Behçet Çelik

Excerpt from the novel: The Drone of the World
Galata_bridge_petit_medium
Galata Bridge - © Nurdan Hatipoğlu
Translated by Amy Spangler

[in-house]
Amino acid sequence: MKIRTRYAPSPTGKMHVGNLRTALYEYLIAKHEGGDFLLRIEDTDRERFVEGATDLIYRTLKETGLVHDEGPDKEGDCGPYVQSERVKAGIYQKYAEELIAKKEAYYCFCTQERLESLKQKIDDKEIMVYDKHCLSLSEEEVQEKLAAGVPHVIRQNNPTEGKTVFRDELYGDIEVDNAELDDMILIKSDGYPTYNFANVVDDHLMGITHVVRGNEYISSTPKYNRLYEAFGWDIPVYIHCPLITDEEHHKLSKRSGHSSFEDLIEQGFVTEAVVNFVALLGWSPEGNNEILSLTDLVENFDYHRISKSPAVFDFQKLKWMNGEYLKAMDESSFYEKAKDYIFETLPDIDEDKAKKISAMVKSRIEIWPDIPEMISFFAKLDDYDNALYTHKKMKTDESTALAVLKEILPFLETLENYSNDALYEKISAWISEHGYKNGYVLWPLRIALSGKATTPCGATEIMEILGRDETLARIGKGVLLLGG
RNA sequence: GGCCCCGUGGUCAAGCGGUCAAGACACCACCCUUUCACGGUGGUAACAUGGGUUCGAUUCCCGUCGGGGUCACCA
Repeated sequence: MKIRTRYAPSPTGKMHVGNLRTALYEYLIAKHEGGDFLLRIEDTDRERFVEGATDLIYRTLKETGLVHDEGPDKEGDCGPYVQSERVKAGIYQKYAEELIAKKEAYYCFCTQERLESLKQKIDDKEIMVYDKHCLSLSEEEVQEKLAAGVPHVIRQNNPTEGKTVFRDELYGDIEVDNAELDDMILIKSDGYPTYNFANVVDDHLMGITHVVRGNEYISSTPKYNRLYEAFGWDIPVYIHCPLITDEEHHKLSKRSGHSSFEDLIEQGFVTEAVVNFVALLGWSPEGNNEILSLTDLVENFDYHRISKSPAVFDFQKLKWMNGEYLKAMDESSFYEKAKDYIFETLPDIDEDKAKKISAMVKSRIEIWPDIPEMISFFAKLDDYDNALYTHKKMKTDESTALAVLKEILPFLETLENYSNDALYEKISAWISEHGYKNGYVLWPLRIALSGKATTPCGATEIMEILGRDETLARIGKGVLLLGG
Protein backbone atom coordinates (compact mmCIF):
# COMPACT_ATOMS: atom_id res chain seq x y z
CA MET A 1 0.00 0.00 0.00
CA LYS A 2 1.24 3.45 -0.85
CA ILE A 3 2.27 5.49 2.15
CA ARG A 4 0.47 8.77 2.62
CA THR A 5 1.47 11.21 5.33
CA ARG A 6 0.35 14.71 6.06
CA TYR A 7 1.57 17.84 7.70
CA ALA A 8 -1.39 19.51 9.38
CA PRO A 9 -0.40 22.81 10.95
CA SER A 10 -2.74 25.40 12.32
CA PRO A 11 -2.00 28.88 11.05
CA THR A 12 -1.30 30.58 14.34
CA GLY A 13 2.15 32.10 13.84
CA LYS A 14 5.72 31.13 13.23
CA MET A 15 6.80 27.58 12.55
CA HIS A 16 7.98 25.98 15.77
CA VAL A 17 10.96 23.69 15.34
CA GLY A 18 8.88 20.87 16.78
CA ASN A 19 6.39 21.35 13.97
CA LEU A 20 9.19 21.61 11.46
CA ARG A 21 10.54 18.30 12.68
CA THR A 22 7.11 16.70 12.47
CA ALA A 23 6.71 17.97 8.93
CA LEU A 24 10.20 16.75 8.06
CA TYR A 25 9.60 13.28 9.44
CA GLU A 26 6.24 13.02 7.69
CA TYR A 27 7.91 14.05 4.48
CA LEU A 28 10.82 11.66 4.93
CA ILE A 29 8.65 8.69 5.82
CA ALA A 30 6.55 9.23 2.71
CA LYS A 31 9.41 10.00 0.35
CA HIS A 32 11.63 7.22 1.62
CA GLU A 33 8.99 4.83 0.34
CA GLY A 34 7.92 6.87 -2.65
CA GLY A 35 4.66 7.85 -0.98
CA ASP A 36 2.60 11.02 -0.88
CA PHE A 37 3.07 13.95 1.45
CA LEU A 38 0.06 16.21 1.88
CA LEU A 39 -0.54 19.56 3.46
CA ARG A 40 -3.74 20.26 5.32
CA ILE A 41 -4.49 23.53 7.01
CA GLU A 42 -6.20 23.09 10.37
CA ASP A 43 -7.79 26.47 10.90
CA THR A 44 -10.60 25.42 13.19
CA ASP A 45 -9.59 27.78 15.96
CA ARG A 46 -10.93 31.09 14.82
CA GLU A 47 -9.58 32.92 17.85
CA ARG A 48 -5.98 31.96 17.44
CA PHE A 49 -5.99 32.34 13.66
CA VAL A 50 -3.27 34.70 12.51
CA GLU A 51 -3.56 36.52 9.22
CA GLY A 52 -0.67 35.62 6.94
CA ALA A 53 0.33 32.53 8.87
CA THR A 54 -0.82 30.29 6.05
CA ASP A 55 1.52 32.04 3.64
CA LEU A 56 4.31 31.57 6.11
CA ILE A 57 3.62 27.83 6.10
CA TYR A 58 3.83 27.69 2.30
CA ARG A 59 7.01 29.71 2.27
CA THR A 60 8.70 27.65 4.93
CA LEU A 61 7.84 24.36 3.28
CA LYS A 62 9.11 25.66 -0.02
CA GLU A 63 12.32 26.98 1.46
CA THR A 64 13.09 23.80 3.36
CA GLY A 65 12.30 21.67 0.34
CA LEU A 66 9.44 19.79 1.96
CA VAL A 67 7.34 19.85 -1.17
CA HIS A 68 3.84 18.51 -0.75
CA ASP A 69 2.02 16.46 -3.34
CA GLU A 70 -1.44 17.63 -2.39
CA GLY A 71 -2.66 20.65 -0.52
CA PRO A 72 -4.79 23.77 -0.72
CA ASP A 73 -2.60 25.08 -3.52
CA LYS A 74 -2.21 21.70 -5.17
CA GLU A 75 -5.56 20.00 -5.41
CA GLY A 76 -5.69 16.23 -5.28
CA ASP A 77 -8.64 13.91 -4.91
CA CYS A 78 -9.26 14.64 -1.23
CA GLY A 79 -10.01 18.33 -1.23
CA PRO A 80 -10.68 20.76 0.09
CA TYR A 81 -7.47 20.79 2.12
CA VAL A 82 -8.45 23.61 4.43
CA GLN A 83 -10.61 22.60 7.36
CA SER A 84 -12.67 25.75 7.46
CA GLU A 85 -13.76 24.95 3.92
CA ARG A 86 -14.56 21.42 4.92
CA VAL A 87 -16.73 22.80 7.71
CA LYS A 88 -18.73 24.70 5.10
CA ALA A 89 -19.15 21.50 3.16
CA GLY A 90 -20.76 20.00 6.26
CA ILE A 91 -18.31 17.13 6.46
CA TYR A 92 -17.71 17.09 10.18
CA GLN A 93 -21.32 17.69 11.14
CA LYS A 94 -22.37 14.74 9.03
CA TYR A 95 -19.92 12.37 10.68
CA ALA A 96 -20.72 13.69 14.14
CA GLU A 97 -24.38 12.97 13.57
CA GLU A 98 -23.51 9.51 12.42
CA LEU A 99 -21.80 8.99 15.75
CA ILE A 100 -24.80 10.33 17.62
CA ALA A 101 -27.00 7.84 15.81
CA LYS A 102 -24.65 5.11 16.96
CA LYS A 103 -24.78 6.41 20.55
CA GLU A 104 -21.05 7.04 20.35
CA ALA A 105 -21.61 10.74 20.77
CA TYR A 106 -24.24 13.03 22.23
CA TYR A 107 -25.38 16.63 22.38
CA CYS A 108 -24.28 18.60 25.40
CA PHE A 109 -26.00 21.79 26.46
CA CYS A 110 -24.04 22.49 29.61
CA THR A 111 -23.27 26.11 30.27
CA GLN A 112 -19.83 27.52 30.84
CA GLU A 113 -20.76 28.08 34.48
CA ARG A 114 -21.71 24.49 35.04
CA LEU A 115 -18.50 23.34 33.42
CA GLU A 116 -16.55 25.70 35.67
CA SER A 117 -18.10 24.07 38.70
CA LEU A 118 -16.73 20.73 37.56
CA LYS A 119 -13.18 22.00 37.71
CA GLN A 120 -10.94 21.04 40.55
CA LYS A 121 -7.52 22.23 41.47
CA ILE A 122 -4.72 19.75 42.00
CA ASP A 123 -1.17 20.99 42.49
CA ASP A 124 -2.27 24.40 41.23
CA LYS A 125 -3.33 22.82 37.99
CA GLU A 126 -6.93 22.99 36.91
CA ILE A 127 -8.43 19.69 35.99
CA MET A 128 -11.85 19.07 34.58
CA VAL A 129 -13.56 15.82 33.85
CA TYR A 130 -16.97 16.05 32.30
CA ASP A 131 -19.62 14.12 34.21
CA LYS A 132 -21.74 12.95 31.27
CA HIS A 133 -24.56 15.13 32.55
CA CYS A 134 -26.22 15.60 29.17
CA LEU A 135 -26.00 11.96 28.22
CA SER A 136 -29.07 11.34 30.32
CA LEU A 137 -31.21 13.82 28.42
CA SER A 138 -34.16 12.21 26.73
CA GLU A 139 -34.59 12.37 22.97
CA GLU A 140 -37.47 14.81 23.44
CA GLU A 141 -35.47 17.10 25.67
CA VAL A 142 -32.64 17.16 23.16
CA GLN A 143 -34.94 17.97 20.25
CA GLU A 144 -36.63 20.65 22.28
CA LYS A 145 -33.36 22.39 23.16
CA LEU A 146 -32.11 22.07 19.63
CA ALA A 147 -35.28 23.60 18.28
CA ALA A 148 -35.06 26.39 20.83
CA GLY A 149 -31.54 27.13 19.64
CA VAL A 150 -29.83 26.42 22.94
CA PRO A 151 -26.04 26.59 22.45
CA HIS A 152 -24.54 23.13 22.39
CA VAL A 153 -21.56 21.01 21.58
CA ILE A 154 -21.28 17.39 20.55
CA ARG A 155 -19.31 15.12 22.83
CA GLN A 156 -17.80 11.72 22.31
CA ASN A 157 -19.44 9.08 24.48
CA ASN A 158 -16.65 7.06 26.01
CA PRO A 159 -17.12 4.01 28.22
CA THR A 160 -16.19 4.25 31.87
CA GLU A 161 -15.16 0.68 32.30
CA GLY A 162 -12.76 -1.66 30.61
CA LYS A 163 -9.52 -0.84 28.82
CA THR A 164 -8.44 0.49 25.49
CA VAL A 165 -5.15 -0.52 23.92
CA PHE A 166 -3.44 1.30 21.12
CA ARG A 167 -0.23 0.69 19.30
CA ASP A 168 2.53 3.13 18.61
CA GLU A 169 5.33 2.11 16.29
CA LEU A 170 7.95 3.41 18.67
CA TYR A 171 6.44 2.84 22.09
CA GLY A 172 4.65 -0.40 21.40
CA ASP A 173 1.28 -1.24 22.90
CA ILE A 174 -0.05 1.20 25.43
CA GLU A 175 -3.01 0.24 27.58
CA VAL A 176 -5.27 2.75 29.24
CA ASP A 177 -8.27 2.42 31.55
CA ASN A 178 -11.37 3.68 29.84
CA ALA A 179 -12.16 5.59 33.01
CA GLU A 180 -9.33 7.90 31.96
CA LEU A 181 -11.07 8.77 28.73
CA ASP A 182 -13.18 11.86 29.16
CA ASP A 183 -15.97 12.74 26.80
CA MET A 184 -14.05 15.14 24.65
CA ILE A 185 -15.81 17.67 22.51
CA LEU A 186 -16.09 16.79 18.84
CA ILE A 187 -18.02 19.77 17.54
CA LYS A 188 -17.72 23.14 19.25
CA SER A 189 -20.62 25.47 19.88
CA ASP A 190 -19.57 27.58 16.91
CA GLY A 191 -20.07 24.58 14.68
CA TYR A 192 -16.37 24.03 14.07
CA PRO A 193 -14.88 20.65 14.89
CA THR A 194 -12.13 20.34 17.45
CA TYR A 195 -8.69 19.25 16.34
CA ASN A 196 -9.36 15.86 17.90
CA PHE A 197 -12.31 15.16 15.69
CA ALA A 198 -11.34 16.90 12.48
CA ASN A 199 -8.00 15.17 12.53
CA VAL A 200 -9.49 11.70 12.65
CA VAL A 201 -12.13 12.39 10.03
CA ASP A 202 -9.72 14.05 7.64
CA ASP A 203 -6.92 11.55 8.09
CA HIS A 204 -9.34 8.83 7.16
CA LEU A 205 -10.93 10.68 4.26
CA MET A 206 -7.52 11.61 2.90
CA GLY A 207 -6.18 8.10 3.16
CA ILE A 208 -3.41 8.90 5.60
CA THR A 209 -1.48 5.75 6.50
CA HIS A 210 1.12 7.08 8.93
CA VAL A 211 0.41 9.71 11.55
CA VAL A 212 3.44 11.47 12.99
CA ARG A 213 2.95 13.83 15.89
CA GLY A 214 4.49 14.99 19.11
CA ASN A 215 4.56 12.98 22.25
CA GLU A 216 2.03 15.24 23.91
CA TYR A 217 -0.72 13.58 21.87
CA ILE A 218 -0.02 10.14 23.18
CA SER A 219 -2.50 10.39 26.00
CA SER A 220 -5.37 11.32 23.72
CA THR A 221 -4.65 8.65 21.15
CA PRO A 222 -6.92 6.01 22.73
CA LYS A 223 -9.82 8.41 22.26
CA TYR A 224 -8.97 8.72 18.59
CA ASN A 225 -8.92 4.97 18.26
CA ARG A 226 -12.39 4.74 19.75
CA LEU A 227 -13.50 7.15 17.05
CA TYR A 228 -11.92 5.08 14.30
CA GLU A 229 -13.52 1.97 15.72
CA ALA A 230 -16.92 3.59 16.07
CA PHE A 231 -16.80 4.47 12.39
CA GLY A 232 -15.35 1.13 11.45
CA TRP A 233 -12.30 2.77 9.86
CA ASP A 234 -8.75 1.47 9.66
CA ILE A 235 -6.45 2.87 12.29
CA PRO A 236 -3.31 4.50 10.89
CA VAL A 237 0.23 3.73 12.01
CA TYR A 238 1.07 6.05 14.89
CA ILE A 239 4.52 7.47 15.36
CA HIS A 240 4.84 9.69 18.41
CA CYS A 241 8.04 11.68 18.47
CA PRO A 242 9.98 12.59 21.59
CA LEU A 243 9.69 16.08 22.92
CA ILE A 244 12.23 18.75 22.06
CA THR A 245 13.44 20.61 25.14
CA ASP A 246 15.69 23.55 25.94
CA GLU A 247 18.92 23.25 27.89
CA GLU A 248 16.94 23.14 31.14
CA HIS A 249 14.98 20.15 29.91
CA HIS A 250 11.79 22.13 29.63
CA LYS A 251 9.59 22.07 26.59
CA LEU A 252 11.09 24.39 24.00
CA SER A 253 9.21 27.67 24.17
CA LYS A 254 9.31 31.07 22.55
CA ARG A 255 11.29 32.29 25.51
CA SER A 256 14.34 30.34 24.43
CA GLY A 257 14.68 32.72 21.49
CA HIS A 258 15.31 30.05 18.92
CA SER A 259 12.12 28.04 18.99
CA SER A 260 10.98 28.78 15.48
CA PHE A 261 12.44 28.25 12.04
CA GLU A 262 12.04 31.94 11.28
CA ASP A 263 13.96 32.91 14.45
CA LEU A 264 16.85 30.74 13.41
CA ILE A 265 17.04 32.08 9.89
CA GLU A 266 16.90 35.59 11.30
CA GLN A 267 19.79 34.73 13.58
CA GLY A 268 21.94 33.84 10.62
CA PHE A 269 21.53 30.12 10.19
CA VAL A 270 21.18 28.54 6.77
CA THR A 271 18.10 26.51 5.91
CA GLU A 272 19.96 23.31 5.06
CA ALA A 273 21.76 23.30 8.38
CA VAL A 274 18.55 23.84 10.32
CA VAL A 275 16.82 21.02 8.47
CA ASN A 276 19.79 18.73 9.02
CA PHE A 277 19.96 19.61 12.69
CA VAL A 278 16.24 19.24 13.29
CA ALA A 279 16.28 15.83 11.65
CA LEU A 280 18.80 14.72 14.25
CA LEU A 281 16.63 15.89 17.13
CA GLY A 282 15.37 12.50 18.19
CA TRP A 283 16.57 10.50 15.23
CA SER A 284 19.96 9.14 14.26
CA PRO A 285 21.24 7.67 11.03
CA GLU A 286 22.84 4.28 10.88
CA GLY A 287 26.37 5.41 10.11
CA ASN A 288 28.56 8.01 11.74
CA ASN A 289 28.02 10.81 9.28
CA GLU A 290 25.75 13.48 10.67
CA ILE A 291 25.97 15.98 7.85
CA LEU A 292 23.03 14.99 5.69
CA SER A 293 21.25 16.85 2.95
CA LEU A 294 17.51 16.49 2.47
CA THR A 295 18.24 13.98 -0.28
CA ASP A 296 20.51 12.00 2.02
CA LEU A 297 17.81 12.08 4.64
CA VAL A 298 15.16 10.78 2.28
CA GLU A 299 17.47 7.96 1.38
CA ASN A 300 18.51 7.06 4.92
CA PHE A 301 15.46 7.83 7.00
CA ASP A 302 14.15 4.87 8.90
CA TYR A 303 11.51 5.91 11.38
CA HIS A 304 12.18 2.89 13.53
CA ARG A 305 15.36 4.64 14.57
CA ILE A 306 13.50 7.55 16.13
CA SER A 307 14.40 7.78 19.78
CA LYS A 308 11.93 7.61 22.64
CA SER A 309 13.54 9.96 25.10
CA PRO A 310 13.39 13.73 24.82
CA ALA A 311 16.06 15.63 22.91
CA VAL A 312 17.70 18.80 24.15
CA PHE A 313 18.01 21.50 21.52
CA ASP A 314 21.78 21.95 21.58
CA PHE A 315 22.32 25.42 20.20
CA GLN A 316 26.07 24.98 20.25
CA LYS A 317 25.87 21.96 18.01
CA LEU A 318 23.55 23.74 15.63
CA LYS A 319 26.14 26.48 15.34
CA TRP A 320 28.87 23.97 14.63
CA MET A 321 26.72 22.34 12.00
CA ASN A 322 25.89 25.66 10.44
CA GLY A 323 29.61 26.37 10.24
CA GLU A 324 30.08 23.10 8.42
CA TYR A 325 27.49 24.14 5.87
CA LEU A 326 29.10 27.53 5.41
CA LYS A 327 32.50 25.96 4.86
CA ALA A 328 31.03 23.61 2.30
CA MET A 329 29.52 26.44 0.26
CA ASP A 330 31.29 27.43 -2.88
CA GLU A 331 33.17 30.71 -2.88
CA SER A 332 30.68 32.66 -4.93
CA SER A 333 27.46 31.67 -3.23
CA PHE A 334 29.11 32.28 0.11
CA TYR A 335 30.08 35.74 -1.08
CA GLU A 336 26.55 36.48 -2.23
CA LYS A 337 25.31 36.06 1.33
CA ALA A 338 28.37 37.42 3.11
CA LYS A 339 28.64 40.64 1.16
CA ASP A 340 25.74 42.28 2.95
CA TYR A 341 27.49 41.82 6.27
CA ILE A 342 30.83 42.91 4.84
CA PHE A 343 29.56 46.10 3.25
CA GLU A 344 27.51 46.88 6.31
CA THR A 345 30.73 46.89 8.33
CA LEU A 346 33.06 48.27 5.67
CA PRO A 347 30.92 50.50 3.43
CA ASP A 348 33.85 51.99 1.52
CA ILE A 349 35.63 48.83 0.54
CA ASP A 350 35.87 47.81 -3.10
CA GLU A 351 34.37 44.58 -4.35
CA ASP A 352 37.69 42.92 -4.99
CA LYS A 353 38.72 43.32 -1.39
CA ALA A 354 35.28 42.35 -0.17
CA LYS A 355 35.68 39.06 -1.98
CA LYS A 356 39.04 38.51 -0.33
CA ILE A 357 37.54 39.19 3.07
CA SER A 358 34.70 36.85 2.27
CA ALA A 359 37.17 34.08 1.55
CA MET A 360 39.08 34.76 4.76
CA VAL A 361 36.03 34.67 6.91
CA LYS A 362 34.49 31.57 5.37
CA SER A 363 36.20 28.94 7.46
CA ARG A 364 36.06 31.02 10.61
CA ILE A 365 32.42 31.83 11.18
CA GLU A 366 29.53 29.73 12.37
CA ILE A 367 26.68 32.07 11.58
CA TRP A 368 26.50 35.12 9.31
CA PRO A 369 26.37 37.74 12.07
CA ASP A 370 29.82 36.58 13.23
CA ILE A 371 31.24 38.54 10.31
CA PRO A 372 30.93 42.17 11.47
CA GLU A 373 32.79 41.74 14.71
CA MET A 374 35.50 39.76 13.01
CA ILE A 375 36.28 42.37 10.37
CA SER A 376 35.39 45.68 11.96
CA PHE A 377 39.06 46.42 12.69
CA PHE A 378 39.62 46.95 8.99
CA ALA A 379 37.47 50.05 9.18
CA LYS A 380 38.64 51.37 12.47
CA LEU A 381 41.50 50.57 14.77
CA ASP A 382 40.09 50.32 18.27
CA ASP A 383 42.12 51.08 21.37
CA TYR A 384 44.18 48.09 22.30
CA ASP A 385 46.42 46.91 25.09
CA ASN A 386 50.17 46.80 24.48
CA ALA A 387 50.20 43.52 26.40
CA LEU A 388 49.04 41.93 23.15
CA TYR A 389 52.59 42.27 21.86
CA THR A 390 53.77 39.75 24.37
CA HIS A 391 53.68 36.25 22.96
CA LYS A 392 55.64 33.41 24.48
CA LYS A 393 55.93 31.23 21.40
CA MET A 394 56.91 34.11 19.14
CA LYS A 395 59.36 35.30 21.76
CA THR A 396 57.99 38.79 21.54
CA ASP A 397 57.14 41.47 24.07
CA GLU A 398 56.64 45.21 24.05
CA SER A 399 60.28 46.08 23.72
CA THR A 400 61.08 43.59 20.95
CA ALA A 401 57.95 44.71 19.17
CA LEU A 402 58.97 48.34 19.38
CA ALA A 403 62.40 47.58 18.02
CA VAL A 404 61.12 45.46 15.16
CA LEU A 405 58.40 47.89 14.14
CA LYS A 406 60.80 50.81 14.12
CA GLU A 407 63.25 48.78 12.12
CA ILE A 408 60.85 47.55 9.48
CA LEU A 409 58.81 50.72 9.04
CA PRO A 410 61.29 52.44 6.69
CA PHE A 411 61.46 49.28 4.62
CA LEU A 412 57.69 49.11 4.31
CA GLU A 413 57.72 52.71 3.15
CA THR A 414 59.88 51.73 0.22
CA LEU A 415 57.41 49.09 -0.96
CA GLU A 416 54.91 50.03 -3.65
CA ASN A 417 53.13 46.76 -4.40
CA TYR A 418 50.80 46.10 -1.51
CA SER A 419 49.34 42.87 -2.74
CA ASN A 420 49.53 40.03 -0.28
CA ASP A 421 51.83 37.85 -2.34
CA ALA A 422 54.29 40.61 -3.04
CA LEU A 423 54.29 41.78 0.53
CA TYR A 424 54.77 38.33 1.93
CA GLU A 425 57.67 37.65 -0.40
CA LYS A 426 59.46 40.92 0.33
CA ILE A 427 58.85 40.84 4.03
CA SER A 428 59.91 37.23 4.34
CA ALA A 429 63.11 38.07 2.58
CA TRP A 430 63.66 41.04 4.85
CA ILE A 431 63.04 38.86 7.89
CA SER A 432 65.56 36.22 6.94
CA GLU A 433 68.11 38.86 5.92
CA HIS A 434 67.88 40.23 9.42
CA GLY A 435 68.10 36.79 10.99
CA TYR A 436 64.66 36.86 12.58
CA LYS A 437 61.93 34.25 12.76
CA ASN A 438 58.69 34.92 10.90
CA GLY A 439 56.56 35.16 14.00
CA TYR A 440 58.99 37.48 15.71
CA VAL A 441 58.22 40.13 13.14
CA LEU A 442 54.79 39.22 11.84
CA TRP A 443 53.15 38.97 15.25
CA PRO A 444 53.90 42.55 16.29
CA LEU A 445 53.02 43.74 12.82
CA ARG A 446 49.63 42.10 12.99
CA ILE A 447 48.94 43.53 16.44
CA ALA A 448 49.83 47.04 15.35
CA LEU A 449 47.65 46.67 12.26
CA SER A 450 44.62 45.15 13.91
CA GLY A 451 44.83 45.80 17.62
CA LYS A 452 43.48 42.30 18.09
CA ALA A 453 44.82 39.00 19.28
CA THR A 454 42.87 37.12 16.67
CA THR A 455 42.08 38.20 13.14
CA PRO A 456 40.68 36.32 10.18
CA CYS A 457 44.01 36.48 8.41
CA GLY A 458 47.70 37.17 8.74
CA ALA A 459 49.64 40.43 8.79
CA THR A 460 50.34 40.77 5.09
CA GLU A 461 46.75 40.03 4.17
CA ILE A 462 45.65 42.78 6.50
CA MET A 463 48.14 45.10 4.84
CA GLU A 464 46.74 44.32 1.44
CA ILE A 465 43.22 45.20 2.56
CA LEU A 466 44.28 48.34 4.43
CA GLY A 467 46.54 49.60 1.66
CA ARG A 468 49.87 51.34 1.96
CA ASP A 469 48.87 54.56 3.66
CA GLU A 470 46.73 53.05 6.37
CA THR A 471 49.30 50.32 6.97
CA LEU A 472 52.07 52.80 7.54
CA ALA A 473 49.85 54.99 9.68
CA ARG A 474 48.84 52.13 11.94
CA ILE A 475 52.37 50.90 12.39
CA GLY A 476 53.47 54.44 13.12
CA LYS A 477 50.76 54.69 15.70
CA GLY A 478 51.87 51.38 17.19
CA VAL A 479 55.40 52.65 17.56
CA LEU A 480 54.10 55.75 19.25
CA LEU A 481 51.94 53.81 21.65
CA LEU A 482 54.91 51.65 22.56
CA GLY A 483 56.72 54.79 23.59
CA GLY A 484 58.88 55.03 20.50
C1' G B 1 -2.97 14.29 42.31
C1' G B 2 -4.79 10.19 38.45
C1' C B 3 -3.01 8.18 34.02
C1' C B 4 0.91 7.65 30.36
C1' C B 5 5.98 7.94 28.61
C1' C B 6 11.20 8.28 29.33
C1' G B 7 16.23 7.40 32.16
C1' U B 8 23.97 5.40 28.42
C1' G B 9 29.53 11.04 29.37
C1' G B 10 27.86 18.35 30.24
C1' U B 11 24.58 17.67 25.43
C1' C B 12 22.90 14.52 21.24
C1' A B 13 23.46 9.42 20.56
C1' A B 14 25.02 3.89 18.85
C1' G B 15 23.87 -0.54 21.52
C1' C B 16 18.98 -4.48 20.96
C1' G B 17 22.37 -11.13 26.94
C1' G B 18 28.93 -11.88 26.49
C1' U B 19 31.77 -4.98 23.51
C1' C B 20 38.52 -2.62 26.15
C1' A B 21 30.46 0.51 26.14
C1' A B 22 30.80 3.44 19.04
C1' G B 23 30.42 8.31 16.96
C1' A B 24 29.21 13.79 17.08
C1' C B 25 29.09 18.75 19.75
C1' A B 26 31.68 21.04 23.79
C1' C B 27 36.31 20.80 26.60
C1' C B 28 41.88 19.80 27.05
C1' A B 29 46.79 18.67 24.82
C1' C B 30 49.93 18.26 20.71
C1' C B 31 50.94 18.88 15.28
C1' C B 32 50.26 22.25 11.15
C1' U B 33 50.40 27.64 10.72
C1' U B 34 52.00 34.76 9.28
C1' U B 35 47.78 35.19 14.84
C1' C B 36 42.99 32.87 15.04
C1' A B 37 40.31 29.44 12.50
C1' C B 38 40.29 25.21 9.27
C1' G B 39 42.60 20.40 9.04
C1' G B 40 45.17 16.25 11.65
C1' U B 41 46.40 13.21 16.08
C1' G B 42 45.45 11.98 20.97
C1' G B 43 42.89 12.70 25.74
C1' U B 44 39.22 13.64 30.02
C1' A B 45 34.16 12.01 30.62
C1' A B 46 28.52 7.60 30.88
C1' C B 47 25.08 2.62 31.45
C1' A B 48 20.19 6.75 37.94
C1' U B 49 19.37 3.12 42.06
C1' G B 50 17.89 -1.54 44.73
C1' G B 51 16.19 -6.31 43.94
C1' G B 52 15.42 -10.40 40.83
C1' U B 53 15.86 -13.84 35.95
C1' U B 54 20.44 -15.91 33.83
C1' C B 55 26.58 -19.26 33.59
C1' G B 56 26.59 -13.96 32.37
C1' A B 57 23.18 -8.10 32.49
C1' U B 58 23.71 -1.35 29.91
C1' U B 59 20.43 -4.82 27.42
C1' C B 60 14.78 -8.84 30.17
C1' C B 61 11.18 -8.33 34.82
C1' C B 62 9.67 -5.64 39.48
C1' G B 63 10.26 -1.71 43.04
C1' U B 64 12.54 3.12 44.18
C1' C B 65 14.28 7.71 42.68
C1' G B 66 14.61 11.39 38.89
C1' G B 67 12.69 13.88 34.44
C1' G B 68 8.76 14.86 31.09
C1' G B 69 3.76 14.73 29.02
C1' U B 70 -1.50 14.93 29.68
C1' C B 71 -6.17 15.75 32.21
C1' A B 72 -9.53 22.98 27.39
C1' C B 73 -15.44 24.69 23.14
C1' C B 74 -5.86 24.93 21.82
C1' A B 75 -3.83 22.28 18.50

While passing through the marketplace, he had no thoughts of going down to the park on the shore. He intended to pick up something to eat and head straight home after taking a short walk. He enjoyed walking, the cool winter sun, and the deserted avenues. It was something he hadn’t done in years, wandering idly about at this time of day – on a weekday. So there were times when this place was quiet, deserted like this. Perhaps he hadn’t even wandered around here at this time of day back in his schooldays. Leaving the shops, the stores, and the office towers behind, he walked through narrow streets, between low-rise apartment buildings, until he emerged onto a wide, open space that looked down onto the sea, and he suddenly felt happy. Clusters of clouds veiled the sun, but they were unable to stop a silvery stirring on the sea out beyond from swaying merrily, flickering and fluttering, almost as if winking. So this was how the sun struck the sea at this time of day – yesterday around this hour it was lunchtime at the office. For a while he gazed in awe at the twinkling light. It wasn’t just the angle of the sun, the view, and the light that struck him, but the stirring within him – was it silvery too? – also seemed strange and unfamiliar. Having grown almost entirely accustomed to the stillness, the lack of stirring, as he was.